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Timing of Cord Clamping and Neonatal Hemoglobin

This study has been withdrawn prior to enrollment.
(PI left university)
Sponsor:
ClinicalTrials.gov Identifier:
NCT00371228
First Posted: September 1, 2006
Last Update Posted: May 19, 2008
The safety and scientific validity of this study is the responsibility of the study sponsor and investigators. Listing a study does not mean it has been evaluated by the U.S. Federal Government. Read our disclaimer for details.
Information provided by:
Oklahoma State University Center for Health Sciences
  Purpose

The purpose of this study is to determine whether the timing of the clamping of the umbilical cord after delivery has an impact on neonatal hemoglobin and hematocrit, tests that determine the number of red cells in the blood and their ability to carry oxygen. The study hypothesis is that delaying cord clamping until cord pulsation has ceased will increase the neonatal blood volume and thereby increase the hemoglobin and hematocrit.

We propose to recruit 150 women who present for vaginal delivery at Tulsa Regional Medical Center. Half of the women will be randomly assigned to the immediate clamping group, which will entail clamping of the umbilical cord within six seconds of delivery of the fetal shoulders. The other half of the volunteers will be assigned to the delayed clamping group, which will entail clamping the cord after a palpable pulse has ceased, or after 10 minutes. The infants of mothers in both groups will have blood drawn for a hemoglobin and hematocrit at the time of the routine PKU heel stick, usually is performed within 18-24 hours of delivery.

Statistical differences between the blood counts of infants in the control and study groups will be compared using independent samples t tests.


Condition Intervention
Anemia Procedure: Delay of umbilical cord clamping

Study Type: Interventional
Study Design: Allocation: Randomized
Intervention Model: Parallel Assignment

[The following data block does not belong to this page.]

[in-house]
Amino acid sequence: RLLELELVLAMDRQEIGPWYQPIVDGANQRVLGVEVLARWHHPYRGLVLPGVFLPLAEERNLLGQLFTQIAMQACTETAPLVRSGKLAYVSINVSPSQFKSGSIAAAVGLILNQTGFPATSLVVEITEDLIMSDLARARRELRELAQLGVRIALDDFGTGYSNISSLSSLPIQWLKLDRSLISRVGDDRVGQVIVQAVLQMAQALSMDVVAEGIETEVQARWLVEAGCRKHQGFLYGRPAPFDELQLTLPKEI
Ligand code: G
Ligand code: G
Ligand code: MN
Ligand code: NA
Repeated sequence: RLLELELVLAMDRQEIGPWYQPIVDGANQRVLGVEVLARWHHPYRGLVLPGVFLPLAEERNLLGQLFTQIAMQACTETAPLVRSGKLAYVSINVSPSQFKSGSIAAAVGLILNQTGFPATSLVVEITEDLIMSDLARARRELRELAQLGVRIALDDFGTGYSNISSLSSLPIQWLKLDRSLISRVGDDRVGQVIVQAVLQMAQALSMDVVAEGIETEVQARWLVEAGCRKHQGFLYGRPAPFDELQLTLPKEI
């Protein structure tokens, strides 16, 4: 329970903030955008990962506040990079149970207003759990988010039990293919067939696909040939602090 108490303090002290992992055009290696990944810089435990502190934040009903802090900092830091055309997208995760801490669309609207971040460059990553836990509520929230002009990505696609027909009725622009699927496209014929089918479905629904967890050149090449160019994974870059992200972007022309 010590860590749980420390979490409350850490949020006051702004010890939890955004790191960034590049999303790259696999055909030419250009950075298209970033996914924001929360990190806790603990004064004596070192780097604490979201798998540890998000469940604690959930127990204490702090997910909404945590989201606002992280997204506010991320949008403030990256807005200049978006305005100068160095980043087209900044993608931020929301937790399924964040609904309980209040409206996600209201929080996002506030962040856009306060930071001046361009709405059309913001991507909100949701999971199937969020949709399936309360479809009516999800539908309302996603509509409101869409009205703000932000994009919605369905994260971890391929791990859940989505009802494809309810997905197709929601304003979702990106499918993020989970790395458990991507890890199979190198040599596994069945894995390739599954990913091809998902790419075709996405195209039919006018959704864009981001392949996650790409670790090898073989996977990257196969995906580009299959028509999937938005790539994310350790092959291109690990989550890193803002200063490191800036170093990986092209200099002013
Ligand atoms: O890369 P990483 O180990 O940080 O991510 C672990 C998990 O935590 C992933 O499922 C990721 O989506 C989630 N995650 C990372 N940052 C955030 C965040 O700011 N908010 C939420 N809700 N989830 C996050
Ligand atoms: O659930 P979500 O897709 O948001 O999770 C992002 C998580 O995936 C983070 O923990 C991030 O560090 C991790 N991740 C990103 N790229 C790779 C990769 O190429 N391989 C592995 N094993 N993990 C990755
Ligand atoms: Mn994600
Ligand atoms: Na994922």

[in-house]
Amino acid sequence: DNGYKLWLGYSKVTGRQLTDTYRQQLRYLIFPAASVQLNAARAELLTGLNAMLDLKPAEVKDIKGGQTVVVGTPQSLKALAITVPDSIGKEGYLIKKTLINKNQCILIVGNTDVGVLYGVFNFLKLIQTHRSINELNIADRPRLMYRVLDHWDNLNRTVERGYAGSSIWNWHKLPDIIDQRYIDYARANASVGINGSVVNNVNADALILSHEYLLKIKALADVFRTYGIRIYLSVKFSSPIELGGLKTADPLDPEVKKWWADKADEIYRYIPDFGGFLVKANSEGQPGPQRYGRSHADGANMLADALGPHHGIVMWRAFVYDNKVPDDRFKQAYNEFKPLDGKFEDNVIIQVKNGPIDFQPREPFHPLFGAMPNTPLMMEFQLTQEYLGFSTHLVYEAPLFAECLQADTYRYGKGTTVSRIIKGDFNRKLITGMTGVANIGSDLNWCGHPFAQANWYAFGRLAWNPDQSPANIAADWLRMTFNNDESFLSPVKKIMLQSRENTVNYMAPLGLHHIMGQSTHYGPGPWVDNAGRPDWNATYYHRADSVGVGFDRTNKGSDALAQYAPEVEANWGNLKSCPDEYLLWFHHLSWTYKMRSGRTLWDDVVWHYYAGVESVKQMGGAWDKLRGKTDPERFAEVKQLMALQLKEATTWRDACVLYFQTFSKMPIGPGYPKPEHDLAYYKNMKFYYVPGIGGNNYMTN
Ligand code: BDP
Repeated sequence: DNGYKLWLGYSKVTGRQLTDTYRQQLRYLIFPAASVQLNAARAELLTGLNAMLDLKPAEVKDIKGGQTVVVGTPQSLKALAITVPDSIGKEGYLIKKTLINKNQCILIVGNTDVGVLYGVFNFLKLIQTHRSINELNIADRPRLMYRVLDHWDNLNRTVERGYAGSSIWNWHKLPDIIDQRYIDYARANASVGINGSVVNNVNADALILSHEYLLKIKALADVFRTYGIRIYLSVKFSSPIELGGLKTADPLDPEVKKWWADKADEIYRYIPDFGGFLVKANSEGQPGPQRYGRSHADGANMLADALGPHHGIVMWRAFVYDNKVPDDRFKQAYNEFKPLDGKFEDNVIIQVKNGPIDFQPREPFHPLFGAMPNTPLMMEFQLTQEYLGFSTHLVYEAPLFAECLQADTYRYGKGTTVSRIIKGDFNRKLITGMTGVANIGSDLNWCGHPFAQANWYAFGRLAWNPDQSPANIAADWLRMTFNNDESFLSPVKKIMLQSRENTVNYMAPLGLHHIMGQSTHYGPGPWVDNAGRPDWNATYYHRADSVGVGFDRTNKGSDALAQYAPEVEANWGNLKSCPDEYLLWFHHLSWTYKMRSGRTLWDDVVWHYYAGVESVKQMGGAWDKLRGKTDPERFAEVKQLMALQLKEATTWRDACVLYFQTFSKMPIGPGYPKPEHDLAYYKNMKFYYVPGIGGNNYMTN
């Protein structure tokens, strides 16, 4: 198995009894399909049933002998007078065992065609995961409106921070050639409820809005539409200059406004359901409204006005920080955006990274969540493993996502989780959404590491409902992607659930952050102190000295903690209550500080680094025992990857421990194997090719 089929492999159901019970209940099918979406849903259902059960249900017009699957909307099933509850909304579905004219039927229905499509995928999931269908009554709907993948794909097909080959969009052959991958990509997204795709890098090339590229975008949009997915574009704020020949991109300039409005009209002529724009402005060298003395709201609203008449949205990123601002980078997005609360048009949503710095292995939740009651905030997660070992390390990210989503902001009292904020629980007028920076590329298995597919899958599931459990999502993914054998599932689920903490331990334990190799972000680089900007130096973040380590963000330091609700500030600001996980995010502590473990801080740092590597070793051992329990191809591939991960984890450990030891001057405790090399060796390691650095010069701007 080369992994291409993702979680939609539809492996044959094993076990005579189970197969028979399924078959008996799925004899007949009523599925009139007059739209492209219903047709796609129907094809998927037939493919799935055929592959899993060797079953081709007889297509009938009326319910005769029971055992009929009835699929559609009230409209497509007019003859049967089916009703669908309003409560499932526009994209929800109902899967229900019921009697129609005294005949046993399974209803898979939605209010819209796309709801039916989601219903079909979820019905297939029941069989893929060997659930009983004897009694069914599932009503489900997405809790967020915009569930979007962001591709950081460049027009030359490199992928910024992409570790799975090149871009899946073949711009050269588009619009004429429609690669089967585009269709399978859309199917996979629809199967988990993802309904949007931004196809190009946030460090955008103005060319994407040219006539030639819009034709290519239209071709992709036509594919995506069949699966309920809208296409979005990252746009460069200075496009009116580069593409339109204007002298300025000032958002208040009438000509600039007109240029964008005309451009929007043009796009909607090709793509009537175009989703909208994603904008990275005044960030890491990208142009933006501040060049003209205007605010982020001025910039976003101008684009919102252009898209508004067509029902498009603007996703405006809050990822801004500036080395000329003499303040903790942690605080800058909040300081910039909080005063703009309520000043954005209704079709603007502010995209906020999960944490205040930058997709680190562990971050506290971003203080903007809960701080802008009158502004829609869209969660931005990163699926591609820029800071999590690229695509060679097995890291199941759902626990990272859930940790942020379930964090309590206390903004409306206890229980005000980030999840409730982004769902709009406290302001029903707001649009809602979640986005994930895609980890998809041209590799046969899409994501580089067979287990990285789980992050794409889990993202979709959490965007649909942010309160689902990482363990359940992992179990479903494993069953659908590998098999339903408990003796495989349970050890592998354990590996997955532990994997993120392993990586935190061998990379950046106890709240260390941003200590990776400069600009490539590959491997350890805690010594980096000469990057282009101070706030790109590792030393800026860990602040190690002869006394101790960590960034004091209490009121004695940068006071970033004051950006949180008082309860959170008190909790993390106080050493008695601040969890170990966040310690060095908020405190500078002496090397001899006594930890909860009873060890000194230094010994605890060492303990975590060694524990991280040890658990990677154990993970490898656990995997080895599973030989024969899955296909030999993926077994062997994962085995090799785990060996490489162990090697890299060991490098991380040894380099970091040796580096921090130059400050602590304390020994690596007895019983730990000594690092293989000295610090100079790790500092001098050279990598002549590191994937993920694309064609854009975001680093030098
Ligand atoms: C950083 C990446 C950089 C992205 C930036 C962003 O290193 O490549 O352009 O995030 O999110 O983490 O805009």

Masking: None (Open Label)
Primary Purpose: Health Services Research
Official Title: Delayed Versus Immediate Cord Clamping and Changes in Neonatal Hemoglobin

Further study details as provided by Oklahoma State University Center for Health Sciences:

Primary Outcome Measures:
  • hemoglobin [ Time Frame: day of birth ]

Estimated Enrollment: 150
Study Start Date: September 2006
Estimated Primary Completion Date: June 2009 (Final data collection date for primary outcome measure)
Arms Assigned Interventions
Experimental: 1
Umbilical cord not cut until pulsation stops, in order to provide additional blood to newborn.
Procedure: Delay of umbilical cord clamping
Umbilical cord delayed until pulsation stops.
No Intervention: 2
Umbilical cord cut soon after birth without waiting for pulsing to stop.
Procedure: Delay of umbilical cord clamping
Umbilical cord delayed until pulsation stops.

  Show Detailed Description

  Eligibility

Information from the National Library of Medicine

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Ages Eligible for Study:   18 Years to 34 Years   (Adult)
Sexes Eligible for Study:   Female
Accepts Healthy Volunteers:   Yes
Criteria

Inclusion Criteria:

  • Healthy women and their newborn infants delivered at Tulsa Regional Medical Center,
  • between the ages of 18 and 34,
  • full term (37 to 41 weeks),
  • singleton pregnancy at the time of delivery

Exclusion Criteria:

  • Delivery complicated by non-reassuring fetal heart tones,
  • preeclampsia,
  • eclampsia,
  • chronic hypertension,
  • meconium-stained amniotic fluid,
  • fetal anomalies or
  • any other condition which could require immediate newborn evaluation by nursery personnel at the time of delivery. Infants requiring operative delivery by forceps or vacuum also will be excluded.
  Contacts and Locations
Information from the National Library of Medicine

To learn more about this study, you or your doctor may contact the study research staff using the contact information provided by the sponsor.

Please refer to this study by its ClinicalTrials.gov identifier (NCT number): NCT00371228


Locations
United States, Oklahoma
OSU Houston Center
Tulsa, Oklahoma, United States, 74127
Sponsors and Collaborators
Oklahoma State University Center for Health Sciences
Investigators
Principal Investigator: John M. Beal, D.O. Oklahoma State University Center for Health Sciences
  More Information

Responsible Party: Dr. J. Martin Beal, assistant professor of Ob/Gyn, Oklahoma State University Center for Health Sciences
ClinicalTrials.gov Identifier: NCT00371228     History of Changes
Other Study ID Numbers: 2005010
First Submitted: August 30, 2006
First Posted: September 1, 2006
Last Update Posted: May 19, 2008
Last Verified: May 2008

Keywords provided by Oklahoma State University Center for Health Sciences:
cord clamping
hematocrit
hemoglobin
timing